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Skill developement for improved performance

Whether you're just starting out learning an activity or are a seasoned pro, skill development will become a factor at some point in your training. In order to progress forwards with your training program, you are constantly going to need to work on new techniques and movements. Understanding how skill development works will therefore be beneficial in helping you advance as quickly as possible.

When talking about skill development, there are a few different types to consider. They are:

Cognitive - this includes the intellectual learning that must take place

Perceptual - this is the mind interpreting what is going on around you

Motor - this is the actual physical movement and muscular control

Perceptual Motor - this includes how well you are able to make a mind-body connection

When you are first going to teach a new task, there are a few different ways you can go about doing this. Some of which include verbal instructions, demonstrations, showing videos or listening to audio recordings, drawing diagrams or performing the task in slow motion so it makes control of the body easier.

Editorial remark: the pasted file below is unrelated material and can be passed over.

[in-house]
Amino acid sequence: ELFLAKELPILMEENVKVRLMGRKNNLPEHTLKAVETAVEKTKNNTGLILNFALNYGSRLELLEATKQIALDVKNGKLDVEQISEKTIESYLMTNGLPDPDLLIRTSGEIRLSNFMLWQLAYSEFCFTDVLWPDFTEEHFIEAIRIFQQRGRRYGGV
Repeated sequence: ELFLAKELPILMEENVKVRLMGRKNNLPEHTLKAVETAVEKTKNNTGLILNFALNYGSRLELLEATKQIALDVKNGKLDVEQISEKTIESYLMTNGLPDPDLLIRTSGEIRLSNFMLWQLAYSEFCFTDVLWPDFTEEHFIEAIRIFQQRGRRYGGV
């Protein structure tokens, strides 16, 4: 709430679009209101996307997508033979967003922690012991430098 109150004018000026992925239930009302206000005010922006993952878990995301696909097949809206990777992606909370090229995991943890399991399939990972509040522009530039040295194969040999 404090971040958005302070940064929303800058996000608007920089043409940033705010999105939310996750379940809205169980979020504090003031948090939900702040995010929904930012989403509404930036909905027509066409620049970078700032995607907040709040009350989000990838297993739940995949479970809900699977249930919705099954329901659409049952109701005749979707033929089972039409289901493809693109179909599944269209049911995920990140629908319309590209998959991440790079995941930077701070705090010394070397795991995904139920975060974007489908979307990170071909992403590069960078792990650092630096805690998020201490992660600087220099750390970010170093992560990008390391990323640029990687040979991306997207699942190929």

There are various theories that psychologists have proposed as to how the mind processes learning, however one usual commonality is that at first you will need to focus very hard on the task and everything that is going on around you. Once you are comfortable with this then you will move into a stage where your actions are smoother and you are better able to execute it. Then finally, once that has been achieved the new task will then become more automatic; almost like it is now second nature for you. Note however that with some very difficult tasks, it can take years of working on mastering it before it reaches this level. Two such psychologists, Fitts & Posner, labelled these stages the cognitive phase, the associative phase and then the autonomous phase.

Finally, you should also be aware that whenever you are learning something new, there can be some negative transfer over from other activities that you perform. If two actions are quite similar in nature but have one very distinct difference, this is likely going to be a little more problematic as you may keep reverting to your 'old' way of doing things - the way that you would if you were performing the other task.

Whichever way you look at it though, learning a new movement takes time and motivation. With proper teaching methods and practice however, you should be able to become competent at achieving your goal.

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